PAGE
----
Holidays: It’s the Time of Year to Test the Resilience of Your Supply Chain!

Maintaining growth to meet demand, while minimizing risk requires alignment of business leadership and technology teams.

Roddy Martin
Roddy Martin

As the holiday season approaches, supply chain teams should be well on their way to gearing up for the big business holiday season test. They should be proactively assessing the risks involved in reliably meeting this year’s market demand and aiming to continue strong growth trends from the past several holiday seasons.

Much of this business growth can literally be ascribed to the contribution of the end-to-end supply chain—launching and delivering new products, running global operations, growing margins, and managing contract manufacturers and suppliers. Supply chain’s role is so important that leading companies now quantitatively measure and reward its contributions to business growth.

The flip side of the growth equation is risk management. Leadership teams evaluating business growth and opportunities carefully assess their risks to avoid the supply and availability issues supply chains typically encountered in the past.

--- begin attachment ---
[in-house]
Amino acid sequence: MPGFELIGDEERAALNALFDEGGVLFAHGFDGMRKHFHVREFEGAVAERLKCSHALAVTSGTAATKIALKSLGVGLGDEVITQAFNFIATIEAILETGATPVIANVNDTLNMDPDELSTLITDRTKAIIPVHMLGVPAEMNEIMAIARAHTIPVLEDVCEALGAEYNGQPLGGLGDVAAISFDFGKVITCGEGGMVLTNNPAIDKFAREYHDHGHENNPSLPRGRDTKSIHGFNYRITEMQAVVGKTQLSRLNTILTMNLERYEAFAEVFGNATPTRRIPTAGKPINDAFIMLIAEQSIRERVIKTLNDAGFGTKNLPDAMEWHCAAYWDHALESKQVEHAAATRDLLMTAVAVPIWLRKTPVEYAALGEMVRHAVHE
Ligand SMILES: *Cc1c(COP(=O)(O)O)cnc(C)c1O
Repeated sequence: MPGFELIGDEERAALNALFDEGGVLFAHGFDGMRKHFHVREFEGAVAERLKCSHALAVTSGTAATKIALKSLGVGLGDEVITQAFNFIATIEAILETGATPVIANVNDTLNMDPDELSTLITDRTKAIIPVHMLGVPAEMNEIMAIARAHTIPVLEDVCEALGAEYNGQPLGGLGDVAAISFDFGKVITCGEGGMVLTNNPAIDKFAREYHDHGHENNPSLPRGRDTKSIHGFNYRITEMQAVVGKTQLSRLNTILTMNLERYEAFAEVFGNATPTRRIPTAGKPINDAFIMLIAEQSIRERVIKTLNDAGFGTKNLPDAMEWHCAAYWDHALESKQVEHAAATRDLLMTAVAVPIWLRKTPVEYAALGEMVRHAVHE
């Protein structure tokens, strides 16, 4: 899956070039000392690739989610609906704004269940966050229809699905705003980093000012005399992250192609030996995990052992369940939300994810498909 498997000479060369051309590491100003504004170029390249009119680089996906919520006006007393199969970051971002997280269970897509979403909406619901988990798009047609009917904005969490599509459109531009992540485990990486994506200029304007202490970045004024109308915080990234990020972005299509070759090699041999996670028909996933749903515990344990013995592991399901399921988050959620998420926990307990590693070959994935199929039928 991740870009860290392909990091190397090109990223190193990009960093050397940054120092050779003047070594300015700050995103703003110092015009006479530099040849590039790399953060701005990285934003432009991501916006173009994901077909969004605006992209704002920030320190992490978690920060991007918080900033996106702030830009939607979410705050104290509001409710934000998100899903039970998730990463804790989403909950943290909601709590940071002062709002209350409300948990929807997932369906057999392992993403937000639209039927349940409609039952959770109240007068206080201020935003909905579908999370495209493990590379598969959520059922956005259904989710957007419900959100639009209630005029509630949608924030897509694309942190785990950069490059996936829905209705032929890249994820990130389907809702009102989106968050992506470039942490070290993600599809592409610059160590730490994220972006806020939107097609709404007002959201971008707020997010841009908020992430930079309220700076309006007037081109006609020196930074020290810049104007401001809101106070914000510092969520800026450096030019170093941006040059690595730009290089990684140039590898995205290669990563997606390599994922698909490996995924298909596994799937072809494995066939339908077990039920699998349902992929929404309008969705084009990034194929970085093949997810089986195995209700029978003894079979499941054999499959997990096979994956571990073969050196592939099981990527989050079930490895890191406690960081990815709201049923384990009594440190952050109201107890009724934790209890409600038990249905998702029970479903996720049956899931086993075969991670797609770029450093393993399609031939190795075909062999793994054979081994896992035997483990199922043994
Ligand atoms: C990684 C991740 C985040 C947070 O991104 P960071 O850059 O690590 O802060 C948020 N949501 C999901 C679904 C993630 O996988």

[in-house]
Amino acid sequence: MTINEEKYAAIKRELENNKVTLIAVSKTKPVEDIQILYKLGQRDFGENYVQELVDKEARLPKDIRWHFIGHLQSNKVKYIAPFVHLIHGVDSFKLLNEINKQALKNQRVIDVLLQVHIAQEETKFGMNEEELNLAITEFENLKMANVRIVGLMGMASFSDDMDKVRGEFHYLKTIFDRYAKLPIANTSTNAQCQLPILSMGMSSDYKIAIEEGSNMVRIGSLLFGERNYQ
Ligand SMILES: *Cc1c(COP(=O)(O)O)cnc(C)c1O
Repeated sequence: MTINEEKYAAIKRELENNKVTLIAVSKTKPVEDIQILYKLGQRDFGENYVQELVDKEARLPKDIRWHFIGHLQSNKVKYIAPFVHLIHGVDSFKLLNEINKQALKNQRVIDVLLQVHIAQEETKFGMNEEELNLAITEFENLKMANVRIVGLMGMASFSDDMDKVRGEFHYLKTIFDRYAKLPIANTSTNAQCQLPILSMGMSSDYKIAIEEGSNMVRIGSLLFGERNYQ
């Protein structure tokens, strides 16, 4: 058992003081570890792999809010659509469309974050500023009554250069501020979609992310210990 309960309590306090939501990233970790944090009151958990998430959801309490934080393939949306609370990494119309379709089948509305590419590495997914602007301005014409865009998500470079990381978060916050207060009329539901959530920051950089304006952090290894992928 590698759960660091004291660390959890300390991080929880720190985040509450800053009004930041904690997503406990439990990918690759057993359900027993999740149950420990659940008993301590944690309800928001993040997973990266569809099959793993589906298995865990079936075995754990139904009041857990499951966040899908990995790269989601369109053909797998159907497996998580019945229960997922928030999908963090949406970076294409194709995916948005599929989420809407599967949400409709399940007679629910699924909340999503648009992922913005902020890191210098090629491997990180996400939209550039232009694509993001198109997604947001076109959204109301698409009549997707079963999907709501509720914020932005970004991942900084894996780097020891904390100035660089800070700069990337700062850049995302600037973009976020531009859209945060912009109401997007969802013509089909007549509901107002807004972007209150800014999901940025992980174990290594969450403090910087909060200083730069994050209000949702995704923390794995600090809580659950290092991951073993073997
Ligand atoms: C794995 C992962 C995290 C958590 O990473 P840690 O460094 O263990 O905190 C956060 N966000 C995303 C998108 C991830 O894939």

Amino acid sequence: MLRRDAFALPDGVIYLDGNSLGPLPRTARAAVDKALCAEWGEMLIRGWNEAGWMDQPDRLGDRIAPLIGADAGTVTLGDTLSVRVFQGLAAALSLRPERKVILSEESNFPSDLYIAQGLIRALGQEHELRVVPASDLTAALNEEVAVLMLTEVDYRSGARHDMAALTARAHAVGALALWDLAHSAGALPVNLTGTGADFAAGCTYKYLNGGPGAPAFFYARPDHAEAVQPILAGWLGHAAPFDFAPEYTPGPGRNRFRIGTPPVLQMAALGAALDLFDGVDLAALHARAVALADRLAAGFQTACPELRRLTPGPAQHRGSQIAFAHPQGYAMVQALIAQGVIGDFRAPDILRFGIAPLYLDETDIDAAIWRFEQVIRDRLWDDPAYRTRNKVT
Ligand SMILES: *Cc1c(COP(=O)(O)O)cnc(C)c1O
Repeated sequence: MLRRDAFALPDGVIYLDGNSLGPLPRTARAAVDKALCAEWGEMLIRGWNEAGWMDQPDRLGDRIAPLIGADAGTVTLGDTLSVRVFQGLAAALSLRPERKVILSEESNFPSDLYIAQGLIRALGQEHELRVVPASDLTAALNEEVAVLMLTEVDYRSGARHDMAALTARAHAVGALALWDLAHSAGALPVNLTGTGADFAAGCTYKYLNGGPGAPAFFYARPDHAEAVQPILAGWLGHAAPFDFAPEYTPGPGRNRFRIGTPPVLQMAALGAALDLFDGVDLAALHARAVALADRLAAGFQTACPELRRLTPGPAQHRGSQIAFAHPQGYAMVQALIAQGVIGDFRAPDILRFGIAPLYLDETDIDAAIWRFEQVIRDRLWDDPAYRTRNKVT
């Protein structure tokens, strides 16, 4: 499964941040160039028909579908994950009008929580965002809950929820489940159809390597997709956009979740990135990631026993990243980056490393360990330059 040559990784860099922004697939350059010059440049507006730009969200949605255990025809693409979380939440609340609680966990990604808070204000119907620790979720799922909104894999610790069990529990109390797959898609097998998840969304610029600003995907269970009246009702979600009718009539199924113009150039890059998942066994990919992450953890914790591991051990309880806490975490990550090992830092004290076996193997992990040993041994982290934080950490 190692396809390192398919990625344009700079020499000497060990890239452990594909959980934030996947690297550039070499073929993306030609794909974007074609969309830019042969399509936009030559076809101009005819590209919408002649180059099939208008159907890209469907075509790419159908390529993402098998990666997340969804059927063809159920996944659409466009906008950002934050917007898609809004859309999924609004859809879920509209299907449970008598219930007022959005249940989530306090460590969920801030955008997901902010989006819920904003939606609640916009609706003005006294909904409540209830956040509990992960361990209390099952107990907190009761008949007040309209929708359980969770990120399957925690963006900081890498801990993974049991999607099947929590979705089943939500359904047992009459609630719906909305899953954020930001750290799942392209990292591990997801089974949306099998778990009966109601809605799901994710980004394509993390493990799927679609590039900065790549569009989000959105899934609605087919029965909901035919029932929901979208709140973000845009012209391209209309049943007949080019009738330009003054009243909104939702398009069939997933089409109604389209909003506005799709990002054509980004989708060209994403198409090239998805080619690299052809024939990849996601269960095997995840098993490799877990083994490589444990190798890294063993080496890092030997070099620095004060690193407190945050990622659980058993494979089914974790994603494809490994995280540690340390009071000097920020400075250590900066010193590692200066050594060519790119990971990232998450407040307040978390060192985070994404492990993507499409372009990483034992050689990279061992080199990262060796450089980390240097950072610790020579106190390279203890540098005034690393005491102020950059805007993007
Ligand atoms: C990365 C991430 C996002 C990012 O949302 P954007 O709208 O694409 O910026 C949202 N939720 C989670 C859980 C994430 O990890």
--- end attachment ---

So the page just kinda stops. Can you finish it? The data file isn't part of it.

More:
Strategically, maintaining growth to meet demand, while minimizing risk is a delicate balance that requires alignment of the entire business leadership team, and increasingly, the digital technology team.

Keeping It All Together; Start with Demand Visibility

The hardcore reality is that forecasted demand drives the actions of the business. But with market volatility, it is difficult and risky to accurately forecast demand.

Many industry leaders are coming to the conclusion that achieving 100 percent demand forecast is expensive and simply not a reality. However, being able to quickly sense and accurately respond to demand changes when a business gets it wrong is an imperative business capability. What happens over the holidays if demand far outstrips supply and products stock out? Or what if demand falls short and products get sold after the season at a loss?

The key, critical factors in the decision-making processes that shape market demand could be as simple as choosing colors, styles, sizes, models and demographics. Or, they can be as complex as selecting supply of inventory with long lead times, such as holiday fashion goods assembled overseas, or toys consolidated and assembled from parts made around the world that will need to be delivered directly and on time.